Intermodal Container Routing: Integrating Long-Haul Routing and Local Drayage Decisions

Hilde Heggen*, Yves Molenbruch, An Caris, Kris Braekers

*Corresponding author for this work

Research output: Contribution to journalArticleAcademicpeer-review


Intermodal logistics service providers decide on the routing of demand through their service network. Long-haul routing decisions determine the selected departure and arrival terminals for containers and imply corresponding drayage tasks. Traditionally, given these long-haul routes and fixed drayage tasks, drayage operations are planned in a second phase by establishing truck routes to transport containers to and from terminals by truck. In this paper, operational decisions on local drayage routing in large-volume freight regions with multiple terminals on the one hand, and intermodal long-haul routing on the other hand are merged into an integrated intermodal routing problem. Different long-haul routing decisions imply different drayage tasks to be performed and thus impact total trucking costs. The approach aims at reducing the number of road kilometres and increases bundling opportunities by maximising the long-haul capacity utilisation. In this way, it contributes to the modal shift towards intermodal transport and a more sustainable transport system. As a weekly planning horizon is used, a maximum daily active time and a minimum overnight''s rest are included for multi-day drayage routing. A large neighbourhood search heuristic is proposed to solve the integrated intermodal routing problem. This integrated planning approach provides decision support for routing customer orders throughout the intermodal network with the aim of minimising total transport costs and maximising capacity utilisation. Experiments show the added value of the integrated approach, which uses more information to make better-informed decisions and increase the capacity utilisation. The largest savings in trucking costs are obtained for clustered instances with demand characteristics closest to real-life cases. Finally, a real-life case study analyses the impact of tactical service network design decisions on the total operational costs.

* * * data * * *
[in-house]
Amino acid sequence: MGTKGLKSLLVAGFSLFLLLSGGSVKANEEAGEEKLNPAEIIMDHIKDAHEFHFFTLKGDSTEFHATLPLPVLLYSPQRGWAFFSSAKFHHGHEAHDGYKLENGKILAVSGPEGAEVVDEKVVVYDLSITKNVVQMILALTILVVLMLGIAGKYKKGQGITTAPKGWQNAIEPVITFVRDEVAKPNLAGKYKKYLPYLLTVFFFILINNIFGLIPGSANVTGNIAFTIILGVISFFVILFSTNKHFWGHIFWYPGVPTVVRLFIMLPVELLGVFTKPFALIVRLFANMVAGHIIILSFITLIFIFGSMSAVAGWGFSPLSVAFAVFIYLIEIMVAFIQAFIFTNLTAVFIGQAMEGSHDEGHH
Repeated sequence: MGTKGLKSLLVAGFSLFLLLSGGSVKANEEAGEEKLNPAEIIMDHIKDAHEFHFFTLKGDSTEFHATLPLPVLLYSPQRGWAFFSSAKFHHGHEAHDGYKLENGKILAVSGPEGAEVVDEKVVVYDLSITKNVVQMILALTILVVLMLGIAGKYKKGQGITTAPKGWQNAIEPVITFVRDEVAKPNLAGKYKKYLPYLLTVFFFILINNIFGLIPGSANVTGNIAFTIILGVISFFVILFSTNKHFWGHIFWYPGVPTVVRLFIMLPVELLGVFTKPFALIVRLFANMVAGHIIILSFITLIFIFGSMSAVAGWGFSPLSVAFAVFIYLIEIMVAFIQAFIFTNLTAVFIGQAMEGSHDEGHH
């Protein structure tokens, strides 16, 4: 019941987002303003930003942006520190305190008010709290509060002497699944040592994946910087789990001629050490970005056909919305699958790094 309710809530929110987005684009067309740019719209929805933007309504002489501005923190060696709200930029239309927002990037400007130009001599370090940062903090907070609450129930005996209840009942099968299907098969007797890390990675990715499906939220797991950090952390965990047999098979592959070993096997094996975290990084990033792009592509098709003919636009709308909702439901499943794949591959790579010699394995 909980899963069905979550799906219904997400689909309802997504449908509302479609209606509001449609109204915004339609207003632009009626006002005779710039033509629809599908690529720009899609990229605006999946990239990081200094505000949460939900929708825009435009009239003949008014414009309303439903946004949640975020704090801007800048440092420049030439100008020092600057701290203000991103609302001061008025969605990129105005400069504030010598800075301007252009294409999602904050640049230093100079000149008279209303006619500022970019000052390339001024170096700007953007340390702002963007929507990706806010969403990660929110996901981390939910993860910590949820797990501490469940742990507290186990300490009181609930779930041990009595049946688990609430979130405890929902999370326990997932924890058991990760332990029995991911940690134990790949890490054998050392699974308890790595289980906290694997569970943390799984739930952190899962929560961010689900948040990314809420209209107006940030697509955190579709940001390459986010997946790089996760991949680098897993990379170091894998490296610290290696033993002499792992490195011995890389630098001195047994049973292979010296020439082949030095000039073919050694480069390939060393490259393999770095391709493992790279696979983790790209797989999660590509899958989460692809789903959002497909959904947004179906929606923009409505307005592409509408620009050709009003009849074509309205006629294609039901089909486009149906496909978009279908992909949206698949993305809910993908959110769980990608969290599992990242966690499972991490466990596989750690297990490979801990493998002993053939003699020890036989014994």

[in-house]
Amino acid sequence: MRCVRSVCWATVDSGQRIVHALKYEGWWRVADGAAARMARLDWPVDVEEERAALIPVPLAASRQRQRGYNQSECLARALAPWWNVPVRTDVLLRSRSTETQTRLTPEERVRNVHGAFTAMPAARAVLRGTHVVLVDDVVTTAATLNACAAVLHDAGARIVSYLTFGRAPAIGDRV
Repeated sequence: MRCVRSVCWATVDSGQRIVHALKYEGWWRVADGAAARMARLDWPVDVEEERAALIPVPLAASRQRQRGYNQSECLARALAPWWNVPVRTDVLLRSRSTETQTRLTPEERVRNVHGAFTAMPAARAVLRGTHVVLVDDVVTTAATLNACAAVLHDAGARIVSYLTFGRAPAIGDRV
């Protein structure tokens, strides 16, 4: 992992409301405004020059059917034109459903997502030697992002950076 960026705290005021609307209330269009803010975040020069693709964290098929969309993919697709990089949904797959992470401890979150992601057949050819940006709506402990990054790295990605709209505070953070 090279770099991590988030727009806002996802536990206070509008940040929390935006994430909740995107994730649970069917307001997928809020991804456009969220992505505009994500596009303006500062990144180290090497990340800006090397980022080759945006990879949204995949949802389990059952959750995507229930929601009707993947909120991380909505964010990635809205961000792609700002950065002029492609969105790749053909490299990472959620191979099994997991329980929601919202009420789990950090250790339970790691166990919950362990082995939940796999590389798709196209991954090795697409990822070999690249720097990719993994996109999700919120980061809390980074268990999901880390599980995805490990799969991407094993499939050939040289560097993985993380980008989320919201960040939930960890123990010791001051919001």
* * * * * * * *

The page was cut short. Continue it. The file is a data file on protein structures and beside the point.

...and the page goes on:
Original languageEnglish
Article number1634
Number of pages36
Issue number6
Publication statusPublished - 18 Mar 2019


  • intermodal transport
  • integrated routing
  • intermodal routing
  • drayage
  • vehicle routing
  • TIME


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